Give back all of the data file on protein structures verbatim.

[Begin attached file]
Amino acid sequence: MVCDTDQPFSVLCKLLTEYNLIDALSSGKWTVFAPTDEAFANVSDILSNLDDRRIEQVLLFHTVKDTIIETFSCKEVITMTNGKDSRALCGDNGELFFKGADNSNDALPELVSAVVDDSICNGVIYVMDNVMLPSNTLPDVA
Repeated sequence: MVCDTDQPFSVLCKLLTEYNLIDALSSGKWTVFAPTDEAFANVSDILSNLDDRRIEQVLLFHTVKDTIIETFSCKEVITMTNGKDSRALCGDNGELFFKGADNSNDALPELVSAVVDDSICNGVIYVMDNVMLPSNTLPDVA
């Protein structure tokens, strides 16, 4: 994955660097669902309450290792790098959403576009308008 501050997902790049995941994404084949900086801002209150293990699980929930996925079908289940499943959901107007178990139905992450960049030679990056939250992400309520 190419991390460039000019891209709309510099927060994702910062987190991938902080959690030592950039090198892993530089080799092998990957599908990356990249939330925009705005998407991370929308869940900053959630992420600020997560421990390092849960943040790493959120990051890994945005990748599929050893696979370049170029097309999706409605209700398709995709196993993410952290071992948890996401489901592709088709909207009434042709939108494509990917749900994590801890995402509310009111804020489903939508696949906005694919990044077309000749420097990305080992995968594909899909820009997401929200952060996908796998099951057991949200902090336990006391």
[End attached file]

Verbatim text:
Amino acid sequence: MVCDTDQPFSVLCKLLTEYNLIDALSSGKWTVFAPTDEAFANVSDILSNLDDRRIEQVLLFHTVKDTIIETFSCKEVITMTNGKDSRALCGDNGELFFKGADNSNDALPELVSAVVDDSICNGVIYVMDNVMLPSNTLPDVA
Repeated sequence: MVCDTDQPFSVLCKLLTEYNLIDALSSGKWTVFAPTDEAFANVSDILSNLDDRRIEQVLLFHTVKDTIIETFSCKEVITMTNGKDSRALCGDNGELFFKGADNSNDALPELVSAVVDDSICNGVIYVMDNVMLPSNTLPDVA
């Protein structure tokens, strides 16, 4: 994955660097669902309450290792790098959403576009308008 501050997902790049995941994404084949900086801002209150293990699980929930996925079908289940499943959901107007178990139905992450960049030679990056939250992400309520 190419991390460039000019891209709309510099927060994702910062987190991938902080959690030592950039090198892993530089080799092998990957599908990356990249939330925009705005998407991370929308869940900053959630992420600020997560421990390092849960943040790493959120990051890994945005990748599929050893696979370049170029097309999706409605209700398709995709196993993410952290071992948890996401489901592709088709909207009434042709939108494509990917749900994590801890995402509310009111804020489903939508696949906005694919990044077309000749420097990305080992995968594909899909820009997401929200952060996908796998099951057991949200902090336990006391």